I am pretty sure that every user group has had its own difficulties when starting. Because it happened that we started the ITOUG just a couple of years ago, I think it is worth to tell the story 🙂
I have been told about a team of italian DBAs willing to create a new user group, back in 2013. I decided to join the team because I was starting my journey in the Oracle Community.
We were coming from different cities (Lausanne, Vicenza, Milano, Roma)… the only solution was to meet up online, through Google Hangouts.
The first meetings were incredibly boring and not concluding (sorry ITOUG guys if you read this :-)):
You cannot start something if you do not know what you want to achieve
Of course, everybody was agreeing that it would have been nice to become the new UKOUG in the southern Europe. But being realistic: no budget, no spare time, nothing at all, we needed a starting point. We though that the starting point was a website. But even something easy like a basic website forks a lot of additional questions:
- Should it allow to publish content?
- Should it have a bulletin board?
- What about user subscription?
- What should be the content? Articles, webinars?
We created something with the idea to publish our content, but after a while it was mostly an empty container.
It took me a while to learn a first big lesson:
Democracy does not work for small User Groups
The original founder of the group decided to quit the ITOUG because nothing concrete was happening. Everybody was putting ideas on the table but nothing was happening, really.
When my friend Björn Rost proposed me to candidate Milano for the OTN Tour, I jumped on the train: it was the best way to start something concrete. I somehow “forced” the OTN Tour candidature to happen, saying to my peers: “I will do it, if you support me, thanks; otherwise I will do it alone”.
And the response was great!
Do not wait for something to happen. If you want it, take the lead and make it.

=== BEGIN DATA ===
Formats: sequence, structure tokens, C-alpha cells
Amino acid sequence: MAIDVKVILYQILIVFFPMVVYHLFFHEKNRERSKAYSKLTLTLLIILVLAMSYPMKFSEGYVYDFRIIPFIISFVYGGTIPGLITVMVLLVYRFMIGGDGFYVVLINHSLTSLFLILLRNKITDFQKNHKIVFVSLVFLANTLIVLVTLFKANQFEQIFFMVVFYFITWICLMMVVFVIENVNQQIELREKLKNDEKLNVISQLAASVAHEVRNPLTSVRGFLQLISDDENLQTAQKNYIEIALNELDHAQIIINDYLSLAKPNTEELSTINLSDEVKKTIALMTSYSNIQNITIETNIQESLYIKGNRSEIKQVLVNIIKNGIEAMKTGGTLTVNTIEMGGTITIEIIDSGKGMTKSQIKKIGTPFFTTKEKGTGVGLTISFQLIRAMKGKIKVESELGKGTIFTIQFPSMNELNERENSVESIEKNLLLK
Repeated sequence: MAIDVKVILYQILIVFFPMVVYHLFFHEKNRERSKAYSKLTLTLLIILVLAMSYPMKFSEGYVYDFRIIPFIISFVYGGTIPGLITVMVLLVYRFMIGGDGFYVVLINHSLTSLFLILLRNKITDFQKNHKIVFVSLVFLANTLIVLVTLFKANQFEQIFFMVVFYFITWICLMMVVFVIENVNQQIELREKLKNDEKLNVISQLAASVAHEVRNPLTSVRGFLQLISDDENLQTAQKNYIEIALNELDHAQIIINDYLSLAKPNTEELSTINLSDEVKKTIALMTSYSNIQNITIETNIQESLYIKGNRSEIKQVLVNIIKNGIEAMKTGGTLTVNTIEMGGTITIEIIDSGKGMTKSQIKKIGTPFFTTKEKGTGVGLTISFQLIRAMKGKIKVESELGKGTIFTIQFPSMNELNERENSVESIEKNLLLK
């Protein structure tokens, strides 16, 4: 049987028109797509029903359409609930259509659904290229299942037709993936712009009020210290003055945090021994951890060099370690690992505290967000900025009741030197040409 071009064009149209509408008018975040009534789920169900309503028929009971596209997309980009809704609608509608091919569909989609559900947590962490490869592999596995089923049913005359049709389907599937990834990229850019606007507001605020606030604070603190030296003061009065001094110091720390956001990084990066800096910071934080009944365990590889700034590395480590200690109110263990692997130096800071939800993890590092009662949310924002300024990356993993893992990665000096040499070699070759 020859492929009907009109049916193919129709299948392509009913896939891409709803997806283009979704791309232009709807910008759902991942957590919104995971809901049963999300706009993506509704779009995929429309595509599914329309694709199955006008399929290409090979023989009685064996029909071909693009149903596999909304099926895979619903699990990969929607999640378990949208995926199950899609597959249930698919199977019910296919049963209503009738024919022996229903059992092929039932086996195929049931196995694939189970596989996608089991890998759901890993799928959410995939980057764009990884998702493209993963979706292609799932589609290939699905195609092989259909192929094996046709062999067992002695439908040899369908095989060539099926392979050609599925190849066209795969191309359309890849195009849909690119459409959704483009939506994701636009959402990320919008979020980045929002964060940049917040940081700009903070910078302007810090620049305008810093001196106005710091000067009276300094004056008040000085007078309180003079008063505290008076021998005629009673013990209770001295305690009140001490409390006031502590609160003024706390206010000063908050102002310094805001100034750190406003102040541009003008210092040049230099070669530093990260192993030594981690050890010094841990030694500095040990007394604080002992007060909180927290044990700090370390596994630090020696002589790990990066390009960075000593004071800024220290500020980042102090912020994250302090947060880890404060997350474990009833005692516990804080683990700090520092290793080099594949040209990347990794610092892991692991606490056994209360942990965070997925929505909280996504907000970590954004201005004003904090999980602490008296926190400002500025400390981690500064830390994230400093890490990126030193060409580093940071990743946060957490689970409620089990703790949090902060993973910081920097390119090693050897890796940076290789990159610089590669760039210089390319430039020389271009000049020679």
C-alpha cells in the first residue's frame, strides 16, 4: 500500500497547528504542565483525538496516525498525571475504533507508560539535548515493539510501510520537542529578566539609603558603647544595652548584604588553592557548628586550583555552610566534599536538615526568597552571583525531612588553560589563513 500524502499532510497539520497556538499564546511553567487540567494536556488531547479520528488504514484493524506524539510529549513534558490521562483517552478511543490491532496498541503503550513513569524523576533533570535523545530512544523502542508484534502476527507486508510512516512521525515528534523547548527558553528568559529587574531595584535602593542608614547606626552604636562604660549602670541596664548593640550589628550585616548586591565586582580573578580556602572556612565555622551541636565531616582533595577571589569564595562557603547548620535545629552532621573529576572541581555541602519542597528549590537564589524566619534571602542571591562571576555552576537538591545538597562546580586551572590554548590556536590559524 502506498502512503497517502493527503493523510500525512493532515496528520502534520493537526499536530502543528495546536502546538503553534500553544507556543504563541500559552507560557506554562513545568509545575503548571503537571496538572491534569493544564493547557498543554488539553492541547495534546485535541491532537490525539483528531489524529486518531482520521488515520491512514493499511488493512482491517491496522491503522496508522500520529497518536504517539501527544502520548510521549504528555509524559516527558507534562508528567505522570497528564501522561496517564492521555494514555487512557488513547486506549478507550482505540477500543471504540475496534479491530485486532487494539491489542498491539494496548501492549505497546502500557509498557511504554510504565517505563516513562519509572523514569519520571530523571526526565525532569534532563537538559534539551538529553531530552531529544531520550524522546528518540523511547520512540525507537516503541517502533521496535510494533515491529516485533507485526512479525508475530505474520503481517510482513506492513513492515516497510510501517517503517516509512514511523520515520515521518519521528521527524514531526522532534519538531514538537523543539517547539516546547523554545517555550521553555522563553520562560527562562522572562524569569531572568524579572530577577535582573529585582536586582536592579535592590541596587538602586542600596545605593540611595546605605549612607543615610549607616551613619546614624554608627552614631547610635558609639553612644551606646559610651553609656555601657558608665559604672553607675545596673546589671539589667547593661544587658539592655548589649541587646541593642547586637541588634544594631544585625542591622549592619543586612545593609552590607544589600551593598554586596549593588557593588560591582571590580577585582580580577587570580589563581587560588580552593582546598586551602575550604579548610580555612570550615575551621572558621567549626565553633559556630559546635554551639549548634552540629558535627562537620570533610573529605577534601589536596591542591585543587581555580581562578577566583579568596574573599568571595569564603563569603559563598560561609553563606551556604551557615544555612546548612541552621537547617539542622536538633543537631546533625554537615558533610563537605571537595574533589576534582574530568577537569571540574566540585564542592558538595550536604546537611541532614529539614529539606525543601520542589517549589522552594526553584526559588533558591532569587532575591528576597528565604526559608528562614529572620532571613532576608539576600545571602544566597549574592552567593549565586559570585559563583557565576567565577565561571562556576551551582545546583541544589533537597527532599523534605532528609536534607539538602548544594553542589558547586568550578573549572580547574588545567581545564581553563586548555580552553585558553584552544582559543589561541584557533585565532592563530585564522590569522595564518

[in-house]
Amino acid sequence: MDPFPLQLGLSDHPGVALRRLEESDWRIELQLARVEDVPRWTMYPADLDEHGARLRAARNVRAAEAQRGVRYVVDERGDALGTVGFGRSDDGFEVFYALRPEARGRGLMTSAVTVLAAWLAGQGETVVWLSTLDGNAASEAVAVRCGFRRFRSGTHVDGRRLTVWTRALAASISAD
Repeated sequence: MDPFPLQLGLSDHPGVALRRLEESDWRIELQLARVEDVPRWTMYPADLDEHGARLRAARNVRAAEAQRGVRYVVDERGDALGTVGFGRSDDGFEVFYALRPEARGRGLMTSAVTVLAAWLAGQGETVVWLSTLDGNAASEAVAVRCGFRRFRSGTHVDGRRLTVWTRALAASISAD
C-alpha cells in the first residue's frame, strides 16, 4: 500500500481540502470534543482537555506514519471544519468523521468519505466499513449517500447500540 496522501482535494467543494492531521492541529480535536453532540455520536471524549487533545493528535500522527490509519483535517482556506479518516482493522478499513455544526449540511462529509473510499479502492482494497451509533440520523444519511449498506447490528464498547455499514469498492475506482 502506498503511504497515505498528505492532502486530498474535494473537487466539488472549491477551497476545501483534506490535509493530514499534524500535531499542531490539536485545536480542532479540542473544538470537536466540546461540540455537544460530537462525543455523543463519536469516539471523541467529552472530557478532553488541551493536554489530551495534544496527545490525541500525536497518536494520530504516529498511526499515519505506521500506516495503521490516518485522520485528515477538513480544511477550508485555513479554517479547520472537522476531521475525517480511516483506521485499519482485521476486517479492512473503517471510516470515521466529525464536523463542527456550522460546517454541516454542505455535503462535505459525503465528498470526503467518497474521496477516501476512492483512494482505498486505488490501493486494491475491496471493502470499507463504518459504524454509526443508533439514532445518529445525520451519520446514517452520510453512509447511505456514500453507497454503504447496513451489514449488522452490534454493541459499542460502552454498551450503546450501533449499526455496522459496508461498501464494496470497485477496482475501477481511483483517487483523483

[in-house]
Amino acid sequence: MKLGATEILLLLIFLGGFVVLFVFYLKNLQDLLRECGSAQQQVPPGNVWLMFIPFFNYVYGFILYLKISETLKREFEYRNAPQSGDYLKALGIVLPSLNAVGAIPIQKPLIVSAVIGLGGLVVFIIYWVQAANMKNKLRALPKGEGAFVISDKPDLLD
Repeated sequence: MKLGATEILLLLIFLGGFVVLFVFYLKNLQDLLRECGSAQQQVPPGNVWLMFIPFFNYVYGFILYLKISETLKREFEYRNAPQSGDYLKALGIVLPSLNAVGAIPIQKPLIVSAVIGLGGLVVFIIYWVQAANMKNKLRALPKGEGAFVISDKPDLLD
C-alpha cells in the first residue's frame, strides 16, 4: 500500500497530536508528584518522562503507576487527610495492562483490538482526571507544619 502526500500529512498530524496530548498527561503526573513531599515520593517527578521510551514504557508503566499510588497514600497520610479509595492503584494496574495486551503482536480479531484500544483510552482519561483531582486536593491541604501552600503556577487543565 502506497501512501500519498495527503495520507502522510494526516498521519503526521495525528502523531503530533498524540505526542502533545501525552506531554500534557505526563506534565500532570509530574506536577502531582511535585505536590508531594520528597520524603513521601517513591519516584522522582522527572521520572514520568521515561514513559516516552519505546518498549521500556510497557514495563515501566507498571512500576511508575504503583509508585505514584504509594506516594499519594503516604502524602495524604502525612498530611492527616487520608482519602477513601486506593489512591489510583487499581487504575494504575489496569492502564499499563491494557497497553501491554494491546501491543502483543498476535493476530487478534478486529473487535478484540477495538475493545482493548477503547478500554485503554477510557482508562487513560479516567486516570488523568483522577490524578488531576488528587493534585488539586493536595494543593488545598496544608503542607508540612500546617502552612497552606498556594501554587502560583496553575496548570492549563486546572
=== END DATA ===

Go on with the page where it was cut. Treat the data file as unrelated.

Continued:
This is the biggest lesson I have learned from my involvement with user groups. People sometimes cannot contribute because they do not what to do, how to do it, or simply they do not have time because there are a gazillion of things more important than the user groups: family, work, health… even hobbies sometimes are more important 🙂
If you have an idea, it’s up to YOU to transform it in something concrete.
After the acceptance, we had to prepare the event. We proposed a few dates and Björn prepared the calendar taking into account the other user groups.
Organizing an event is not easy but not so complex either
- Set a reasonable target number of participants
- Fix a date when most contributors are available
- Get offers from different venues (pricing for the venue and the catering)
- Get an idea of the budget
- Ask different companies to sponsor the event
- Eventually ask Oracle 🙂
- Once the sponsors are committed to pay, block the venue
- Prepare and publish the Call for Paper
- Eventually start some advertising
- Select the papers
- Prepare the agenda
- Ask the speakers for confirmation about the proposed date/time
- Prepare the event registration form
- Publish the agenda
- Broadcast it everywhere 🙂 (Social media, contacts, website, Oracle through their channels)
- Interact with the hotel and the sponsor to have the proper setup, billing addresses, invoices, etc.
- Host the event
Finding the sponsors is the most difficult part
It has been easy for the first two events to find a sponsor (just a database stream, event held in Milano), but it was not the same for the last one.
Our aim was to do a double event (Milano + Roma) with two streams in each location (DB + BI & Analytics). In Roma we have been unable to find a sponsor (if you read this AND your company may be interested in sponsoring such event in Roma, please contact me :-)), we decided then to continue with the event in Milano.
Finding the speakers is easier than you can imagine
Unless you want non-english sessions held by native speakers, there is a huge community of speakers willing to share their knowledge. For Oracle, the most obvious source of speakers is the ACE Program, and twitter is probably the best channel for finding them.
Now it has been the third time that we organized an event, and every time we have been surprised by the good attendance and feedback.
A few images from the last event
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